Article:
Underpinning this belief is an axiom that the most expensive part of any work is the cost of communication. That is why “adding people to an already late project makes it even later.” Will Larsen’s discussion about migrating services also sticks in my head on this topic. When you’re in a growth trajectory your processes and software will be useless roughly every 18 months. Because so much has actually changed on the ground, that what worked at one size, no longer works at the new size. Who are the people most capable of building the new system? The people who are watching the current one fail (assuming everyone is reasonably equal in terms of technical ability). They won’t have the ability to build the next one, if they can’t walk away from the current one. There are many reasons people need to walk away from something, the largest of all is when they leave a job.

My favorite parts of the book were reading the various “shocking rules” of each of the cultures the book went over. What would my own shocking rule be? How would it enforce my culture of “build so you can walk away”? I’m still working on this, but something along the lines of a forced vacation or rotation every few months, or after shipping a project. I’m not sold that is precisely the rule, but, that is what my brain is stuck on right now.

This has a dynamic similar to the “should we release/deploy on Friday?” question. If I ask you how confident you are in what you’re about to release/deploy, you say “Very confident!” If I said “Great, release it on Friday at 5pm!” would your answer change with the threat of having to work on the weekend if it goes wrong?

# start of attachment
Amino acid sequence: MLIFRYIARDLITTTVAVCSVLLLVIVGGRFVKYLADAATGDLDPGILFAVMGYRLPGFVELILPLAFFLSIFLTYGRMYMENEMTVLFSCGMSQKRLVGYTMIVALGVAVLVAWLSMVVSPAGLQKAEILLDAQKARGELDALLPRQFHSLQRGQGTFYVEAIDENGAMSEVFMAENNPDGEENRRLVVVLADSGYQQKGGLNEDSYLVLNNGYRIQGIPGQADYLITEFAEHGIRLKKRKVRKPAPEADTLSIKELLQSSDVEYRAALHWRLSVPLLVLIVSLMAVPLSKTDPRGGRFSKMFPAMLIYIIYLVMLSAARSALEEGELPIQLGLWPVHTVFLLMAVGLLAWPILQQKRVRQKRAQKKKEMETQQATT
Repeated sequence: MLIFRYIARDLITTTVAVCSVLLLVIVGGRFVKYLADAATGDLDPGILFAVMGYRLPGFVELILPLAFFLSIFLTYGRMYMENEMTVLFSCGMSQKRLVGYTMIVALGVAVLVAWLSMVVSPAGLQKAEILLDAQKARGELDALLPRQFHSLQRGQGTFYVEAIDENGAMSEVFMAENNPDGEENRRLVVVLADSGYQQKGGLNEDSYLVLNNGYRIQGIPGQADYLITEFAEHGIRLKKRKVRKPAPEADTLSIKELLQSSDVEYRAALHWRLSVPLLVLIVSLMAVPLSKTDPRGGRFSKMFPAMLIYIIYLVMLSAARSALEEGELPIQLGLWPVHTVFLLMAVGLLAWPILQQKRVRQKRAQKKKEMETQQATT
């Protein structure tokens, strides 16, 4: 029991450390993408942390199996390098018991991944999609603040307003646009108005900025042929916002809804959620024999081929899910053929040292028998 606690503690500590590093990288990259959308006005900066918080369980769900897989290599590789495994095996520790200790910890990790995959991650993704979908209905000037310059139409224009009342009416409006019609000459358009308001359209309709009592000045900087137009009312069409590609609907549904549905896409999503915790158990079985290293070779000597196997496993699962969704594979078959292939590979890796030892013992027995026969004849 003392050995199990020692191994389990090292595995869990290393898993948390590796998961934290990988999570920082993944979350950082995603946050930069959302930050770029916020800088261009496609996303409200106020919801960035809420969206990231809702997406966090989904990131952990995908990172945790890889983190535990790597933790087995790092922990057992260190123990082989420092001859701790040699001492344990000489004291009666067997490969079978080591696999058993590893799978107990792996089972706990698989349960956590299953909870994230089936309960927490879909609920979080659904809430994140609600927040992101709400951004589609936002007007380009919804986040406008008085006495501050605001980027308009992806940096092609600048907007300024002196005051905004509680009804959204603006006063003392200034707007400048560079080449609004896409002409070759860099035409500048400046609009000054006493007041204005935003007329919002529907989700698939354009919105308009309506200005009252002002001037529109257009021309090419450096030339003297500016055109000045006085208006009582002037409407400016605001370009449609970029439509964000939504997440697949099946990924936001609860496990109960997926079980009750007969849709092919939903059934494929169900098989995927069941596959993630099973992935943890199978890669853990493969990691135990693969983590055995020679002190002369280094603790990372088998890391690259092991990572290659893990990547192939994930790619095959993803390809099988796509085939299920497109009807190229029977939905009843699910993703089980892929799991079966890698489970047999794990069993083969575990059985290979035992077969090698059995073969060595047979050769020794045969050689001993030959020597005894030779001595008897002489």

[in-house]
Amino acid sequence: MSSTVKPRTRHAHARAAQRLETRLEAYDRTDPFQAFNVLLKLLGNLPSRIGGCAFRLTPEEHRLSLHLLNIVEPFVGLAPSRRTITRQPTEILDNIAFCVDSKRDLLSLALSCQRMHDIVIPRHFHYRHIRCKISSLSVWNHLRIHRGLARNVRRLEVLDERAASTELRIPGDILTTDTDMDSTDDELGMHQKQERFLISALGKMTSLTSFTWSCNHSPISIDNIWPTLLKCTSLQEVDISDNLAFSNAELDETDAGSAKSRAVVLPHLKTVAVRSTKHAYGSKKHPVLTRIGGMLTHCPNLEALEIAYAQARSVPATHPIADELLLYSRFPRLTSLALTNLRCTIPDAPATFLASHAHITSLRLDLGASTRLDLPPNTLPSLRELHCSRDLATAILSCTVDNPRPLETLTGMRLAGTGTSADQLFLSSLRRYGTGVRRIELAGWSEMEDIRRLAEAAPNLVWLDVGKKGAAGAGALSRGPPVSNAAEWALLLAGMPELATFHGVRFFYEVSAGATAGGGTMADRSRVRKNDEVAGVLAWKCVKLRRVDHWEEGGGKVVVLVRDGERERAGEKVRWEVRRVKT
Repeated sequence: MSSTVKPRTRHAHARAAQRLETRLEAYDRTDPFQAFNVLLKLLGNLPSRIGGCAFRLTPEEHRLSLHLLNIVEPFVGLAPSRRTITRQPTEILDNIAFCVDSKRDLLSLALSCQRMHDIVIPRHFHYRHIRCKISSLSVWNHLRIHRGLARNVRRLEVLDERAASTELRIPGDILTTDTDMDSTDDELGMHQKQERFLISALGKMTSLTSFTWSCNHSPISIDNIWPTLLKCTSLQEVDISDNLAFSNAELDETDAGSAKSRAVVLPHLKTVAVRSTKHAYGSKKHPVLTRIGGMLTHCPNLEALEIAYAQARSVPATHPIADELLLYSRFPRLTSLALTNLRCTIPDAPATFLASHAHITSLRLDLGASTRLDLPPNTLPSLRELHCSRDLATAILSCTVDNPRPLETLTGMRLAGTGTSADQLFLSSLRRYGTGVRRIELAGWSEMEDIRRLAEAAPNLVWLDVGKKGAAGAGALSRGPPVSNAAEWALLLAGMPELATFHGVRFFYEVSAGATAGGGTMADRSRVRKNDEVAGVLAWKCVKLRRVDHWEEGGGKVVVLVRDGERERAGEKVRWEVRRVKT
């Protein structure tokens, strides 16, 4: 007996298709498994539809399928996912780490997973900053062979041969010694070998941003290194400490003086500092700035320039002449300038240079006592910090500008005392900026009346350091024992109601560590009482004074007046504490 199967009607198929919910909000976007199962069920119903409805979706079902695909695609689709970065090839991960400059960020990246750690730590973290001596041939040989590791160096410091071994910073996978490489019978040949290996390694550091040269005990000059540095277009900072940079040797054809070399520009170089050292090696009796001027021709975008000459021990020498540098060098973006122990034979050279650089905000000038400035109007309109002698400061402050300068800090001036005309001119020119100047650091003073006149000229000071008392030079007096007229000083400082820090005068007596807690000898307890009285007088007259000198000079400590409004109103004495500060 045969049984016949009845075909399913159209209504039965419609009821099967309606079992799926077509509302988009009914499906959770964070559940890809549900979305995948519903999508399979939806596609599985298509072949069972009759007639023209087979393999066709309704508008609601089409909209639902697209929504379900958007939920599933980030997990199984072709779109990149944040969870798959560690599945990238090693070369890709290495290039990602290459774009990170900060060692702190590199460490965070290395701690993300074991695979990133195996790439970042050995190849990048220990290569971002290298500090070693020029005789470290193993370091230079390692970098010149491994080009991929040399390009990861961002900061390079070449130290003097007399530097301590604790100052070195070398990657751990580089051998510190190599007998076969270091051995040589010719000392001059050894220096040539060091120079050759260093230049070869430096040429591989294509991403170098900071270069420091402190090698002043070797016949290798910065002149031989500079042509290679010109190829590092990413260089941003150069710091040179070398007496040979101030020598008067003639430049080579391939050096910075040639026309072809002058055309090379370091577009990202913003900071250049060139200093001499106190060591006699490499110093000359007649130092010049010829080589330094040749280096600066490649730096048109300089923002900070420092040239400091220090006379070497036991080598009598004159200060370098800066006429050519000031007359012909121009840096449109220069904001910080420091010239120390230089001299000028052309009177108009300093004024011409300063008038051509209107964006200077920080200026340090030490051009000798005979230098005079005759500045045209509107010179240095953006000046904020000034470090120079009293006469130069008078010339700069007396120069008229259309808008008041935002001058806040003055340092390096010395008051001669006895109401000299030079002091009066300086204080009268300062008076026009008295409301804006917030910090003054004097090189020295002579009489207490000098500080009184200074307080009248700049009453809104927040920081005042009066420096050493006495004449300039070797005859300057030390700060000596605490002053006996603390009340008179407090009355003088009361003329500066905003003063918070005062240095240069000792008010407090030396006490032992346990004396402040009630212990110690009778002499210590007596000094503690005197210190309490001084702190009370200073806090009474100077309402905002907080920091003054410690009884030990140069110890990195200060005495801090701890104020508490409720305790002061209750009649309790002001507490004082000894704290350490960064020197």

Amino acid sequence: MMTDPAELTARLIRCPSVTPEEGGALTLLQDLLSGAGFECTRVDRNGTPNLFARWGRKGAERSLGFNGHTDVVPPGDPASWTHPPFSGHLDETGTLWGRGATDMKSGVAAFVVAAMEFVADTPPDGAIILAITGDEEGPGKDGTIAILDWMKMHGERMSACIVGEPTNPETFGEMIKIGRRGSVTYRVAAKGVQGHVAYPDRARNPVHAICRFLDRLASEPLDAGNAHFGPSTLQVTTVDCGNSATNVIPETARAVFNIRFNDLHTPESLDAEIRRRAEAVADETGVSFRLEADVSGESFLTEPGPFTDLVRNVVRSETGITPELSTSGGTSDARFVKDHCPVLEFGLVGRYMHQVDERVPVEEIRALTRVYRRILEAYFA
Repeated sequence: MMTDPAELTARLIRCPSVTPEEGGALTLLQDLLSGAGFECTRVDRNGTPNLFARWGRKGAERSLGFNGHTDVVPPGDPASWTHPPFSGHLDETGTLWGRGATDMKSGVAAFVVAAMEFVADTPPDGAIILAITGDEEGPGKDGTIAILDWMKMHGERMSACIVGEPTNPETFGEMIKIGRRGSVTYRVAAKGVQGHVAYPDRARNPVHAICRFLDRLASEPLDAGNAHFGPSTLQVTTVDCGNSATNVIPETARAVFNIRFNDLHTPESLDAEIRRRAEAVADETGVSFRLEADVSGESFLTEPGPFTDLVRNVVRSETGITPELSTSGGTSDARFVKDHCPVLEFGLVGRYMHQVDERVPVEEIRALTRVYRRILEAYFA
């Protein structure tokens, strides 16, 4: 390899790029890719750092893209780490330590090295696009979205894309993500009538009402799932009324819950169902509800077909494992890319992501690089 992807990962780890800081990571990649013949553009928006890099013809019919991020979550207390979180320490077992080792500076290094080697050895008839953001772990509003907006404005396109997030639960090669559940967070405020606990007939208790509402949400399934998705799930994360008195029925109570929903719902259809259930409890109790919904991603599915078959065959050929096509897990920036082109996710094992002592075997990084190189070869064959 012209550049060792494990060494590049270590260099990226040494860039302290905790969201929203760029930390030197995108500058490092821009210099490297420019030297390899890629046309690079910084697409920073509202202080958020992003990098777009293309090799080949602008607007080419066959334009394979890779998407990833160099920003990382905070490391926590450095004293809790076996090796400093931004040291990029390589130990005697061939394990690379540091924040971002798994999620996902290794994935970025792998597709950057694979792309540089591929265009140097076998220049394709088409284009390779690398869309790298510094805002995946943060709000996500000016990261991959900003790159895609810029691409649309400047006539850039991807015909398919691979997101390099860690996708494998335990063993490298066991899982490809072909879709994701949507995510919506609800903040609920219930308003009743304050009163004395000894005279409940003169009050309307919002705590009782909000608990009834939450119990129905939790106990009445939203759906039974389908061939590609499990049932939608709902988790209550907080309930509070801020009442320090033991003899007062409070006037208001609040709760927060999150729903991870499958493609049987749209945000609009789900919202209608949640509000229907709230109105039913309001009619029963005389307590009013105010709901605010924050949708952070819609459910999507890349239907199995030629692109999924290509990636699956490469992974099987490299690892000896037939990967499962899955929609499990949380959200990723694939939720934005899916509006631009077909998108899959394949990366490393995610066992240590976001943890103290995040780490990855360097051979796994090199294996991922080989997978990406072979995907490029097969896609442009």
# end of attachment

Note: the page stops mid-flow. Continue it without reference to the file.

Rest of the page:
If I told you that tomorrow you will be working on something new, what would happen to your last work? Is there enough documentation for someone to figure out how it works? Are there enough tests so that other people can confidently make changes without worrying they’re going to break the world? How many times a day is someone going to interrupt you with a question that only you know the answer to? How quickly will that exhaust you and mean you can’t actually make progress on the new priority?

Moving people around regularly can build all these muscles. These muscles are valuable to creating the most value with the fewest number of people. Fewer people means paying less communication tax. That is scaling, not just getting more humans into the building. This process will also create a selection bias of people that are good at communicating. Why? Because I’m forcing them to. I’m forcing them to communicate ahead of time, through writing, through tests, through agendas and meetings, through good design and UX. Someone who stays on the same team, on the same codebase, for a long time, no longer has to communicate, because everything is known to them. And it’s all in their head. How does this data get out? Usually by random osmosis of other people who need data asking random questions. It’s almost never systemic. I want my culture to be one of systemic communication so that you can build something, and walk away from it-knowing that it will keep working, and that others have resources to onboard themselves to it.

Originally published at https://blog.jobelenus.dev.